If you feel a pain that runs between your hips and knees that worsens after activities like running, cycling or jogging, your IT band may be to blame. The IT band is connective tissue that runs from your hips to the top of your shinbone. If this tissue rubs against the thighbone, it can cause pain in that region.
IT band syndrome (ITBS) is sometimes caused by excessive running on a track in one direction or downhill running. Pain in this area is often due to overuse. While some cases of ITBS are worse than others, physical therapy and stretching are usually recommended. Of course, you should always consult your doctor about any recurring pain. But there are specific stretches, like the supine stretch with a strap, that may help prevent and relieve some of the pain caused by ITBS.
What does the supine stretch do for the body?
The supine stretch stretches the hip, hamstring, calf and low back, making it the perfect stretch to relieve pain associated with ITBS. Using a strap allows you to support and control the movement of your leg when stretching. If you don’t have a strap you can use a resistance band or even a towel.
The common mistakes people make when doing the supine stretch
Having a strap for a stretch offers a lot of control if you know how to use it correctly. I find that a lot of my clients move their leg too quickly while performing the supine stretch. It’s also common to be unsure of where to hold the strap and how to comfortably move your leg.
I’ve also seen my clients make mistakes regarding the positioning of their feet. The foot of the leg being stretched should be flexed for easy band control. To ensure that you’re not making any of these common mistakes, follow these tips:
- Become familiar with your strap, and make sure it’s the correct tightness for your ability. I prefer using a yoga strap since it is not elastic and you can have greater control.
- Move your leg slowly and gently when performing the stretch.
- Keep your foot flexed when wrapped in the strap.
How to perform the supine stretch correctly
When performed correctly, the supine stretch can also help with pain in the hip and hamstring. I advise my clients to keep their left leg bent. This helps keep the low back on the ground and avoids pulling on the muscles of the low back. Follow these five steps if you’re ready to try the move:
- Lie on your back with both feet out in front of you. Wrap the strap around the bottom of your right foot. (Bend the left knee, especially if your low back feels tight.)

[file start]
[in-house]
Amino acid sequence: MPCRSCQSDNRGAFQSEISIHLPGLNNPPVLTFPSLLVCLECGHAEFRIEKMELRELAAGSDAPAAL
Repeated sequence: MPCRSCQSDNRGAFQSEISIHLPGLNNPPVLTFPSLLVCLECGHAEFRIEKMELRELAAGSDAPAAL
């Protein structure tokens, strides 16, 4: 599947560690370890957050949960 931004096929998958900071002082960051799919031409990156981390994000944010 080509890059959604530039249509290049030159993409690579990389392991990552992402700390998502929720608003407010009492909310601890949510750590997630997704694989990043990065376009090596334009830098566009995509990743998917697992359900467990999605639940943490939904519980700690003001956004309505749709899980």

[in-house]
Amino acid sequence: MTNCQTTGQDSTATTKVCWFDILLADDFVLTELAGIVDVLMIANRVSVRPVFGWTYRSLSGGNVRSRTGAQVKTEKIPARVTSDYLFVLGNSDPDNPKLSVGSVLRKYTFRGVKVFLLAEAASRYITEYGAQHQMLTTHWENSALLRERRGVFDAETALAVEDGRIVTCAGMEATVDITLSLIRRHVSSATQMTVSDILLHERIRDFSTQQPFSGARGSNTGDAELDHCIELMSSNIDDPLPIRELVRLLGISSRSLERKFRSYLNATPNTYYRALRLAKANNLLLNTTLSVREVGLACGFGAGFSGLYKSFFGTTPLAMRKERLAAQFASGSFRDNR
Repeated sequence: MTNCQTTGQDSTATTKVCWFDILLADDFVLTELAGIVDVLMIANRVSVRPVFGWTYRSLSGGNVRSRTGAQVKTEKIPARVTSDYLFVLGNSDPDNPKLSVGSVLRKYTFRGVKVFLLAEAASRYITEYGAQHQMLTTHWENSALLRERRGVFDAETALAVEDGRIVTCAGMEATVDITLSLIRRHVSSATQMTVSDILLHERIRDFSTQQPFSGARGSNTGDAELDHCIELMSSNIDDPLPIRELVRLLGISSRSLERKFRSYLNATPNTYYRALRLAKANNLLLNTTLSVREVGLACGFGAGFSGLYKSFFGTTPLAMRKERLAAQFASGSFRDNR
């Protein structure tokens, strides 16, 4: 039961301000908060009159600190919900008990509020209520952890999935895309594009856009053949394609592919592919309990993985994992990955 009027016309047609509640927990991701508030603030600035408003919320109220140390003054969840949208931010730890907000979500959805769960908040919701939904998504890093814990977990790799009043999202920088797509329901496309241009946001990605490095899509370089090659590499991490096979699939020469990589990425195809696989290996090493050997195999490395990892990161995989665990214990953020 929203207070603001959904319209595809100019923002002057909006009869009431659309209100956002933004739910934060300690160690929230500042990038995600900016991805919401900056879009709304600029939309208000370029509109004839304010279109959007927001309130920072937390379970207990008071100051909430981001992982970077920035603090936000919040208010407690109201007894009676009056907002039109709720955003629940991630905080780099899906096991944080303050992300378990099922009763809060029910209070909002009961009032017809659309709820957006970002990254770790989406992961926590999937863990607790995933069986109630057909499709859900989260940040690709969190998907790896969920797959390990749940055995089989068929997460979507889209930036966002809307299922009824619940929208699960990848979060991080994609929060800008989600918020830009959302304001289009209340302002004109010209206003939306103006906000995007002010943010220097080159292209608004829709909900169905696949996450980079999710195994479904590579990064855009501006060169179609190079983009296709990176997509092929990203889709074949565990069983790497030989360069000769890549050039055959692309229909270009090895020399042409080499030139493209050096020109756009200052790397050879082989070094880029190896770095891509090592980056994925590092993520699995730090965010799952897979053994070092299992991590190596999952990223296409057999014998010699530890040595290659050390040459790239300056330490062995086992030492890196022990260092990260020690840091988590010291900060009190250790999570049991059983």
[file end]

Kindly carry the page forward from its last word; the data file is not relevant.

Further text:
- Using the strap, gently pull your right leg straight up toward the sky.
- With both ends of the strap in your left hand, slowly move your right leg across your body toward the left, until it’s aligned with your left shoulder.
- Hold this position for 30 seconds while breathing deeply. Switch sides.
How to modify and progress the supine stretch
When you move your right leg toward the left across your body, you may feel too much of a stretch. Because the supine stretch is often used to relieve pain associated with ITBS, it can sometimes be too intense depending on the amount of pain someone is experiencing. You can modify the move by simply shortening the distance you move your leg across the body. Over time as your flexibility increases, you can begin to increase the distance you move the leg across the body. Remember that we are trying to feel a stretch along the strapped leg’s IT band; not a pull in the low back.
- Modification: When you move your right leg toward the left across your body, move it just an inch or two, instead of pulling it all the way to the left shoulder.
- Progression: Straighten your left leg out in front of you. (Only straighten the left leg if it feels OK on your low back. You should not feel any pulling or pain in that region.) Then, when you move the right leg across the body, continue to guide it further so that your right foot reaches toward the floor on the left side of your body.
4 exercises that will help you perform the supine stretch better
The supine stretch can be intense for those experiencing pain associated with ITBS. However, there are plenty of other stretches that can help you increase mobility and perform the stretch better.
Supine hip flexor stretch
Begin lying on a couch, bed or any elevated surface with your left leg hanging off the side. Grab your right knee with both hands and bring it toward your chest until you feel a stretch in your thigh and hip.
Sitting on the ground, bend your knees out to the side and bring the soles of your feet together in front of you. Place your hands around your feet to hold them together. Straighten your back so that you are not hunched over, and begin to gently move your legs up and down.
Sitting forward bend
Sit with your legs straight out in front of you, straighten your back and reach your arms out in front of you. Bend at the hips and fold forward, try to touch your fingertips to your toes or your palms to the floor beside your feet. Hold for 30 seconds.
Standing hamstring stretch with crossed feet
Stand up straight and cross your right foot over your left. Slowly bend at the hips and reach your arms toward the ground while keeping both knees straight. Try to align your forehead with your knees.